How 401(k) Plans May Increase Lifetime Tax Burden
July 24, 2001
401(k) retirement plans have become America's favorite way of saving for retirement, and tax deferral is one of its most significant features. However, Boston University economist Larry Kotlikoff and two economists from the Federal Reserve Bank of Cleveland say that 401(k) savings can actually increase an individual's lifetime tax burden, compared to saving the money in a taxable money-market account or mutual fund.
How can this be?
- Social Security benefits are subject to taxes, and the draw down of large sums at retirement provided by the 401(k) can kick people from the bracket in which 50 percent of benefits are taxable into one in which 85 percent are taxable.
- Making contributions to a 401(k) plan can put a worker in a lower tax bracket but also reduces the value of his tax deductions, say for mortgage interest or children.
- Children also cost 401(k) contributors in the long run because paying out large sums for college leaves so little cash at retirement that people withdraw more from their savings -- thus triggering the higher taxes on their Social Security benefits.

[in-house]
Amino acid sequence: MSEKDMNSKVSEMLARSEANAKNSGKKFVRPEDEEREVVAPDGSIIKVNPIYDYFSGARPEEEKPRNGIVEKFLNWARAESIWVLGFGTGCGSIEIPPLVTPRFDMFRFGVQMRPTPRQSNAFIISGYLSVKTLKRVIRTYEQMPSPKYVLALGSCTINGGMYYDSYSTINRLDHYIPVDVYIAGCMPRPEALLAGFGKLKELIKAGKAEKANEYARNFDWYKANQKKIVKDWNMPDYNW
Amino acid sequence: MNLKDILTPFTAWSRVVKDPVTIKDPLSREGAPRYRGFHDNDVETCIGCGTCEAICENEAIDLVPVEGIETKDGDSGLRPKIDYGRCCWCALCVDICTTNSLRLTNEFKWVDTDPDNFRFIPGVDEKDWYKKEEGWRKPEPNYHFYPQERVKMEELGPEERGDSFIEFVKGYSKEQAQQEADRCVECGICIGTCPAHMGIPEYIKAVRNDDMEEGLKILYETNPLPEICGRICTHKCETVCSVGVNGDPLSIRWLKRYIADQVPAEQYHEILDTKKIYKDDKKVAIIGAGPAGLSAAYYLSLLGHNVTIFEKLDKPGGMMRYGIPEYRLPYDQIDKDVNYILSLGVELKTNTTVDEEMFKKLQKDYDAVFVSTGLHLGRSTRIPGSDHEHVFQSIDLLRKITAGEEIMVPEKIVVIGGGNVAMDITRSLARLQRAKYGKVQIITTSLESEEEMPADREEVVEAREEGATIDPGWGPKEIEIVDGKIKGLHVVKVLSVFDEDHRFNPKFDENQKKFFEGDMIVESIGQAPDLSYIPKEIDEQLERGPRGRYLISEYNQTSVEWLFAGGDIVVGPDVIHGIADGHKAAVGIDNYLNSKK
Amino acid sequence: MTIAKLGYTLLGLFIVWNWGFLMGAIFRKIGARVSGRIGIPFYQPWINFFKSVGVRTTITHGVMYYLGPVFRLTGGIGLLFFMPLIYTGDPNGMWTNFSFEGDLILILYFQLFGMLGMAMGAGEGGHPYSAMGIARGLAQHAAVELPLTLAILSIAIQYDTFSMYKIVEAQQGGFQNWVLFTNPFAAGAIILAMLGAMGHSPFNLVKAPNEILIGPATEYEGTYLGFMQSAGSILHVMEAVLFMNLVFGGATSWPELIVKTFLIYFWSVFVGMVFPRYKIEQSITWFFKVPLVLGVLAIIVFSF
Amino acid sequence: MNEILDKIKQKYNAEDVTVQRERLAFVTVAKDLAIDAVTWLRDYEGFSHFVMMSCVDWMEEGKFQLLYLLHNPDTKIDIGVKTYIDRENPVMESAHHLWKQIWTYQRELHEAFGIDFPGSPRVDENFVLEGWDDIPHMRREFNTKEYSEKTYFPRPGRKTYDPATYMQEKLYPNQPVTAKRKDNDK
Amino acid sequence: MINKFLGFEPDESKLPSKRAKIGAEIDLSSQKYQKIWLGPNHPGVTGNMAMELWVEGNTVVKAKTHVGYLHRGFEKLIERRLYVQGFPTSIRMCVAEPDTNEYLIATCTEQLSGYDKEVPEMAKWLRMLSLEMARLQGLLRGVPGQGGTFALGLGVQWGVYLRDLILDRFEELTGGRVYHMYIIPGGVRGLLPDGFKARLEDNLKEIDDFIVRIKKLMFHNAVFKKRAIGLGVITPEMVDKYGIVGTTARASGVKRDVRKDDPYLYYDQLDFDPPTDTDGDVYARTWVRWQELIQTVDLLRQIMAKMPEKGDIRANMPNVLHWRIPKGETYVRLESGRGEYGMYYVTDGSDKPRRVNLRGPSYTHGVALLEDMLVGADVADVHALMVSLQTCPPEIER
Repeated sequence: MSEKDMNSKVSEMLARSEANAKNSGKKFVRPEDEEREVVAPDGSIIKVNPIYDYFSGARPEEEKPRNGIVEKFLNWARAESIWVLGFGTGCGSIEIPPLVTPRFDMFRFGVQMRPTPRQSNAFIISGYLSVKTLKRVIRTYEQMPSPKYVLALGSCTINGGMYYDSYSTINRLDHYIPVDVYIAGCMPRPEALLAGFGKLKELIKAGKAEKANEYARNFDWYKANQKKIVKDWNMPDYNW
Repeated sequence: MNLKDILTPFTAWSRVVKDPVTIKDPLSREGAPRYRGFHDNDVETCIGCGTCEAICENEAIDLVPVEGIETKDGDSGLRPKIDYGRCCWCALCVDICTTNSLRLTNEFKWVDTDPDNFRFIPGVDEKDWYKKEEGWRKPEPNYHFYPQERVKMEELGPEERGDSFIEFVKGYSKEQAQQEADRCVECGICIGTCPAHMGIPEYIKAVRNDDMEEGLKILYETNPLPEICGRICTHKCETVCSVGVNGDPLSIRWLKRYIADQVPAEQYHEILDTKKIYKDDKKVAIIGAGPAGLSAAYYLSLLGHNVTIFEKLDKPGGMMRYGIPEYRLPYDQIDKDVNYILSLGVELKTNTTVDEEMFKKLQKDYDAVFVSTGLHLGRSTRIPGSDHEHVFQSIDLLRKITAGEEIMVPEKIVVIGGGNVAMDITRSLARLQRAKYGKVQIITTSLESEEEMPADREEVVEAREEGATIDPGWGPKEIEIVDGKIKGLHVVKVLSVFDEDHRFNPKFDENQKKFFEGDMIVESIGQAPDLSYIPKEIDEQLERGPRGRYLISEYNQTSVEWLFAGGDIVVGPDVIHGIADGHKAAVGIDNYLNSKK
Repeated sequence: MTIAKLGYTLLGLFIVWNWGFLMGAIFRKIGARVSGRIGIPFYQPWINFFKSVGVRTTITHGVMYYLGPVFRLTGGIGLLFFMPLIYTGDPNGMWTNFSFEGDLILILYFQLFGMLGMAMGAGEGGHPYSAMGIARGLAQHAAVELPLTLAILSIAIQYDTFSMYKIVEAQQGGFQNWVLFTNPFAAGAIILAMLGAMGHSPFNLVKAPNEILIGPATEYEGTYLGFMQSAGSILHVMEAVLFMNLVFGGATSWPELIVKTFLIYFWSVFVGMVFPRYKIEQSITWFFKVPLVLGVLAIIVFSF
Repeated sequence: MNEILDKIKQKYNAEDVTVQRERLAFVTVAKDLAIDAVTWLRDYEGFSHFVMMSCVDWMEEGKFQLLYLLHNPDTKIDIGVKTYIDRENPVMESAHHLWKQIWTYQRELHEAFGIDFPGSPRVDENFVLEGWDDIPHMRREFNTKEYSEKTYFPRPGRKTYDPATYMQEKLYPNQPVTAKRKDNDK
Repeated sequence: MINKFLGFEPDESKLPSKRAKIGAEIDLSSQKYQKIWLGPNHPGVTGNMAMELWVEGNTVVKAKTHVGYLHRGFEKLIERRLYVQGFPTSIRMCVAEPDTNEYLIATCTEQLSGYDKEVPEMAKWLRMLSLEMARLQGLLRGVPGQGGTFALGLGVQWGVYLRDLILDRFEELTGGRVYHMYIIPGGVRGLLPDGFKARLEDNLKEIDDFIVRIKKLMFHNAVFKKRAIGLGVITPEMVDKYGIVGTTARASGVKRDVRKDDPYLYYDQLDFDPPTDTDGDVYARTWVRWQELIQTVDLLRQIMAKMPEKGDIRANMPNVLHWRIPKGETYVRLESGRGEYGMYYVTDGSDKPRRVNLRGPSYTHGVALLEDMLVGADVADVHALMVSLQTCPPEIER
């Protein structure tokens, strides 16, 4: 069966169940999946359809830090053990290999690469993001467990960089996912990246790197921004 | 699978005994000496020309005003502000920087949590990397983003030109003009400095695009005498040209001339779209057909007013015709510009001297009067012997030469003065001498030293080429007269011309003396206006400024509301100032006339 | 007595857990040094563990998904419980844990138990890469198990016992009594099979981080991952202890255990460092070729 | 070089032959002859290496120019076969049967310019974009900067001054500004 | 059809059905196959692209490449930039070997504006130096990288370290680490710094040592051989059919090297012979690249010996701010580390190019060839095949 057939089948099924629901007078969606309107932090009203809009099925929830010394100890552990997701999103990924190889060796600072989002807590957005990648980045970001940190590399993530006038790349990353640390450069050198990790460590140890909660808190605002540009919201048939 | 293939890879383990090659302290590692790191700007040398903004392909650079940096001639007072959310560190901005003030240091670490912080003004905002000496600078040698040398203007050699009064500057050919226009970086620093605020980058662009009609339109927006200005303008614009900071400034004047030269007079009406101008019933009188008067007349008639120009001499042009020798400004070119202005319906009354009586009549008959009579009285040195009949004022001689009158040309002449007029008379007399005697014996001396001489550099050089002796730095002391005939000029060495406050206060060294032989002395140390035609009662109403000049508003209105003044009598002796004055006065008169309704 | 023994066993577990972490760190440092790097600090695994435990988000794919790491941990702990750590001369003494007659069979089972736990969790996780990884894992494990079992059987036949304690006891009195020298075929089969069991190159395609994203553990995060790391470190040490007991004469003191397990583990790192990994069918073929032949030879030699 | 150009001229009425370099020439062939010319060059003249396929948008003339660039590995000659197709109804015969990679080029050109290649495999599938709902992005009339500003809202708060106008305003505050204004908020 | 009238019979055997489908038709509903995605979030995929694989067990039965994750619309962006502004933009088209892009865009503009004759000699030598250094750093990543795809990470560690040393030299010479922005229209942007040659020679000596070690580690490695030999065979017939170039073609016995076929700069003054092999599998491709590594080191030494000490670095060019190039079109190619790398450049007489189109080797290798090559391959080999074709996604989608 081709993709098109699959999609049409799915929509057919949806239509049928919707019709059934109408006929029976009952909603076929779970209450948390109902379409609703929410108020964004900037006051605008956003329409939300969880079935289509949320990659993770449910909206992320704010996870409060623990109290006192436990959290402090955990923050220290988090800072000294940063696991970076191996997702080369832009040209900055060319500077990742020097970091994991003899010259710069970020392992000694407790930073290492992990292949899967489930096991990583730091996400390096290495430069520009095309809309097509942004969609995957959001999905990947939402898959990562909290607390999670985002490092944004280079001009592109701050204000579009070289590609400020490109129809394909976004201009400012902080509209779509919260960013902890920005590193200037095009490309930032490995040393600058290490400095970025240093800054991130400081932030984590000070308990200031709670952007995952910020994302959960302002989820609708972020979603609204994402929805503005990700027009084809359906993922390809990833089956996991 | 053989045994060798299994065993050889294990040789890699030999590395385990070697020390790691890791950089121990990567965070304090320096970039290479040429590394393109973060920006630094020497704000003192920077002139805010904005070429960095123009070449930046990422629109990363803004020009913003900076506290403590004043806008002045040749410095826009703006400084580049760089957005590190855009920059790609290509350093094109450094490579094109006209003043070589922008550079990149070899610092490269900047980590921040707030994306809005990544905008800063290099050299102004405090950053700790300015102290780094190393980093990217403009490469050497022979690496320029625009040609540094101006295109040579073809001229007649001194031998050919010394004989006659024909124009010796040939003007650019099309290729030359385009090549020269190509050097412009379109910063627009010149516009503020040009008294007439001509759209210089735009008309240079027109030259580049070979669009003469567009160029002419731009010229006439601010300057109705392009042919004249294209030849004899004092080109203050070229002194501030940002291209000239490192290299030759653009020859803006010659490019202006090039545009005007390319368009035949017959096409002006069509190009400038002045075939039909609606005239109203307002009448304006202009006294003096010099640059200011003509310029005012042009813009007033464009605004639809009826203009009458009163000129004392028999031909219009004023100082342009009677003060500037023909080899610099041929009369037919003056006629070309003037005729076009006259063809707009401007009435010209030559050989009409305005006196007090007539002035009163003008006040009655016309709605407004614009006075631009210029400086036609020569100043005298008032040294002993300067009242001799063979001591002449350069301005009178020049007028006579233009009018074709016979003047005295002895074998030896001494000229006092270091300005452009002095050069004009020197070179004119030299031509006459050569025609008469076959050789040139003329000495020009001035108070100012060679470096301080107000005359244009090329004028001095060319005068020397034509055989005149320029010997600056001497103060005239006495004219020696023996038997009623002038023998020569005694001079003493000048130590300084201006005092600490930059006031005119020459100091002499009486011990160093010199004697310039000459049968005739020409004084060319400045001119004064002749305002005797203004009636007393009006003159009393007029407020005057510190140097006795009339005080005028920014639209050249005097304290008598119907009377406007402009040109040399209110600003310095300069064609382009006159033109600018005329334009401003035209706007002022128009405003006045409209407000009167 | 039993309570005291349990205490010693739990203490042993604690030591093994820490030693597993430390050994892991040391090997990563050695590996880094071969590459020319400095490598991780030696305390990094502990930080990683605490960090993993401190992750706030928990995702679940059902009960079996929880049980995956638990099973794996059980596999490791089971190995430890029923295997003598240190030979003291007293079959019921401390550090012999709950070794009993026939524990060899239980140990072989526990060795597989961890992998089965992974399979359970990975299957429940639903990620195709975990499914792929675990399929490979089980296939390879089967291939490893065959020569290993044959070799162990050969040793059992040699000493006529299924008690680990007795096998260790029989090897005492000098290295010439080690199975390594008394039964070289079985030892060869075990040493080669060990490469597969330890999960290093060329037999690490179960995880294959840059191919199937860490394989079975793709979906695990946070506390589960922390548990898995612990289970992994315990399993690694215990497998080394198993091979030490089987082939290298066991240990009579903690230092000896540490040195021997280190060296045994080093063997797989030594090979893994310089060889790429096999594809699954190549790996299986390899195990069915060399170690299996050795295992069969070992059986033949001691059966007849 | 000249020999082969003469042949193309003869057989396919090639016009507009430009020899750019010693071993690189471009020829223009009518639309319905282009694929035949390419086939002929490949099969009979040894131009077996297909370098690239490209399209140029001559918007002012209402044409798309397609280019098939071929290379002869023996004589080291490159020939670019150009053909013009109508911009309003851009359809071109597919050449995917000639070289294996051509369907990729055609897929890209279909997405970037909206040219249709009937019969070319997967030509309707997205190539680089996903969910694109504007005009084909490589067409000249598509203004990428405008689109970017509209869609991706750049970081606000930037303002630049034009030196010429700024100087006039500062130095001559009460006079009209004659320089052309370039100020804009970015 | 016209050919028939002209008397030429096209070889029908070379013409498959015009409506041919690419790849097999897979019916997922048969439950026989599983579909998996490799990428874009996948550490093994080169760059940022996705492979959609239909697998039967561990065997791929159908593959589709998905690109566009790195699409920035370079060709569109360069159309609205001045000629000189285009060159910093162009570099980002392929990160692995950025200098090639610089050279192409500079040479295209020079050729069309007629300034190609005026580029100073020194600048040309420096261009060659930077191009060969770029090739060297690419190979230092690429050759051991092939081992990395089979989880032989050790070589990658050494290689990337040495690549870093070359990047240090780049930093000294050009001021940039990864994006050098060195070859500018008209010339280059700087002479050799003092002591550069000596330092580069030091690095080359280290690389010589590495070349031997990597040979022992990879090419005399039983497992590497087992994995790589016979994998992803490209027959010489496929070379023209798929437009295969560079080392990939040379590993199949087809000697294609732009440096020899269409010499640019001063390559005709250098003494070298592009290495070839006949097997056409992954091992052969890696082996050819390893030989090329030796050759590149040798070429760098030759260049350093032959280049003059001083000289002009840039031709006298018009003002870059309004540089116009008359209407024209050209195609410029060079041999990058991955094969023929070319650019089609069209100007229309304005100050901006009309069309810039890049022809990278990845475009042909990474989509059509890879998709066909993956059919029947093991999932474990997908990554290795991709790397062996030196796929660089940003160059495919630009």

The biggest losers are those who contribute the maximum amount into their plans, and make less than $200,000. Take a family or worker earning $50,000 in 2000 and putting the maximum in a 401(k) plan that earns 8 percent a year.
- That worker or family would end up raising their lifetime tax payments by 6.38 percent, and reducing their after-tax income by 1.73 percent.
- For a retirement nest egg of $300,000 that's supposed to last 20 years, this would reduce average retirement income from $15,000 a year to $13,800.
The news is worse for someone putting the maximum in a 401(k) and earning $25,000 in 2000. When combined, the lifetime tax and spending loss is just shy of 11 percent of income.
Source: John Maggs, "And You Thought 401(k)s Were A Safe Bet," National Journal, July 7, 2001; based on Jagadeesh Gokhale, Laurence J. Kotlikoff and Todd Neumann, "Does Participating in a 401(k) Raise Your Lifetime Taxes?" Working Paper 01-08, Federal Reserve Bank of Cleveland, June 2001.
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